• Look carefully at the author (s) credentials to understand what perspective or bias they may represent
  • Remember to analyze the author's word choices and tone carefully to help you understand the author's feelings.
  • Your choice of search terms is critical here - think about "US Civil War" vs. "War of Yankee Aggression"

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Google News Archive
Google News Archive includes scans of actual newspapers dating back 200 years.
  • Search the Archive using excellent key words
  • Use the "Snipping Tool" (in the Windows Start Menu) to save and print images.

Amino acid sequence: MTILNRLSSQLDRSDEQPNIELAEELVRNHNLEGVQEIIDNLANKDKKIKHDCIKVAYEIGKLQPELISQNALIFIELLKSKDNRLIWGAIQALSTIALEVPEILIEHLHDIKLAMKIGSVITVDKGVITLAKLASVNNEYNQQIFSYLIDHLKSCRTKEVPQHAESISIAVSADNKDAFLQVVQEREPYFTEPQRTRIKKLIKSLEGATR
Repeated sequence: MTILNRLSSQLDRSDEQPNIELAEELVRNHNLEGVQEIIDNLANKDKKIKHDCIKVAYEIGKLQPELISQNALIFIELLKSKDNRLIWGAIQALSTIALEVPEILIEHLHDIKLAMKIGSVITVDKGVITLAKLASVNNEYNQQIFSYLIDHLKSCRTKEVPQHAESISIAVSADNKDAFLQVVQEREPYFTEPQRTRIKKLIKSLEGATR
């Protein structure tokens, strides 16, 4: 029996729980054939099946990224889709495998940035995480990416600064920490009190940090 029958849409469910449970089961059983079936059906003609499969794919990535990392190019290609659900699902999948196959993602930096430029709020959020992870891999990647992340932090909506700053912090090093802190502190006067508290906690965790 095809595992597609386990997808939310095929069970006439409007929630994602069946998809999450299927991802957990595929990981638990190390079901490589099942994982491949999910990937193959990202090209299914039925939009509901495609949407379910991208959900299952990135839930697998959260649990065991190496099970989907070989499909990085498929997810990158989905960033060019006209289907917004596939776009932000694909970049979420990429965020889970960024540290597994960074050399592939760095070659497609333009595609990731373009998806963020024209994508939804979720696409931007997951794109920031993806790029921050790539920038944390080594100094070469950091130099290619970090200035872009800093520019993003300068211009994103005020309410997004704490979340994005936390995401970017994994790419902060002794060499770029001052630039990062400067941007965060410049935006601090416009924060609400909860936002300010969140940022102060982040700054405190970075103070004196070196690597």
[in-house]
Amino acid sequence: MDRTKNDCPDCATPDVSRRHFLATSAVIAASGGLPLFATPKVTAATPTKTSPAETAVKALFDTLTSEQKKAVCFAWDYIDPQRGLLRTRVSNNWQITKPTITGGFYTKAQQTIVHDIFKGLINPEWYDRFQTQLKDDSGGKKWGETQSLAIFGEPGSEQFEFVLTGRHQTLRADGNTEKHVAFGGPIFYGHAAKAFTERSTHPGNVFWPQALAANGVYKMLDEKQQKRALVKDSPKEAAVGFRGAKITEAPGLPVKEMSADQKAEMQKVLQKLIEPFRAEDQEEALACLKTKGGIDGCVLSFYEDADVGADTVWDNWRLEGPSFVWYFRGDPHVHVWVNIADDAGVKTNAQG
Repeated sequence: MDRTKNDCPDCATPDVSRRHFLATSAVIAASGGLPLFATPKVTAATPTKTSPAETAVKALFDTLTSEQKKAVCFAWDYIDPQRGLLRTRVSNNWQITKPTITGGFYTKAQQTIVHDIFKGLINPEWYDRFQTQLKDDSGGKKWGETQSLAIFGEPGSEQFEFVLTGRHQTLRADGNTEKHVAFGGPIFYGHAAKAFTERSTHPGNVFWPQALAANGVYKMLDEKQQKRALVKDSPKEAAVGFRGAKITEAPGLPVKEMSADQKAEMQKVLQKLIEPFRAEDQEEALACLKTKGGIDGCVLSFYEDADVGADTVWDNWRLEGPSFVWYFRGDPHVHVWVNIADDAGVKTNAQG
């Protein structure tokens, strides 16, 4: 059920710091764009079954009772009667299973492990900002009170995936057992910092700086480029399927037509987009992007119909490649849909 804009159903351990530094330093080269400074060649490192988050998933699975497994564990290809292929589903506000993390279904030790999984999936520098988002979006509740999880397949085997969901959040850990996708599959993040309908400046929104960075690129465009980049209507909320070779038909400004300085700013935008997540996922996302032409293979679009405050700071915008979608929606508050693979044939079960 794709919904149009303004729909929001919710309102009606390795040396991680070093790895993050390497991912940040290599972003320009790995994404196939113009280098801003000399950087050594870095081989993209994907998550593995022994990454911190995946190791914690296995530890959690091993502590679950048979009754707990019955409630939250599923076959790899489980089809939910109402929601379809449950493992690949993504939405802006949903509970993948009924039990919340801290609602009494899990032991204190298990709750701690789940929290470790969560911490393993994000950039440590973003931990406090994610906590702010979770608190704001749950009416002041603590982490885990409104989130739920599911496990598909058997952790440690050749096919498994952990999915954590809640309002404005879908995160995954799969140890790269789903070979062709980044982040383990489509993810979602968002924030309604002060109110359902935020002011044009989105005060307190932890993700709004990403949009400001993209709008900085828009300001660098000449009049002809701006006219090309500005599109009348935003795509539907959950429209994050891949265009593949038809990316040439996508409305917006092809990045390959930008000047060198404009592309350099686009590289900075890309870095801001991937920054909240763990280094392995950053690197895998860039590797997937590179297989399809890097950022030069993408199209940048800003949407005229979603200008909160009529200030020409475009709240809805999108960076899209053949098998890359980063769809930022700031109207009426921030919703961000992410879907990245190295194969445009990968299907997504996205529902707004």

• Even just headlines make great images for your documentaries
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Chronicling America: Historic American Newspapers (1836-1922)
The site intends to “… create a national, digital resource of historically significant newspapers from all the states and U.S. territories published between 1836 and 1922.”
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Library of Congress - American Memory
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Digital Public Library of America
Search for primary sources - use your knowledge about your topic to narrow results using the timeline. Find photographs, videos, speeches, treaties, letters, and more.

Assorted Online Sources
History Matters from George Mason University
Primary Source Set: The Spanish-American War from the Digital Public Library of America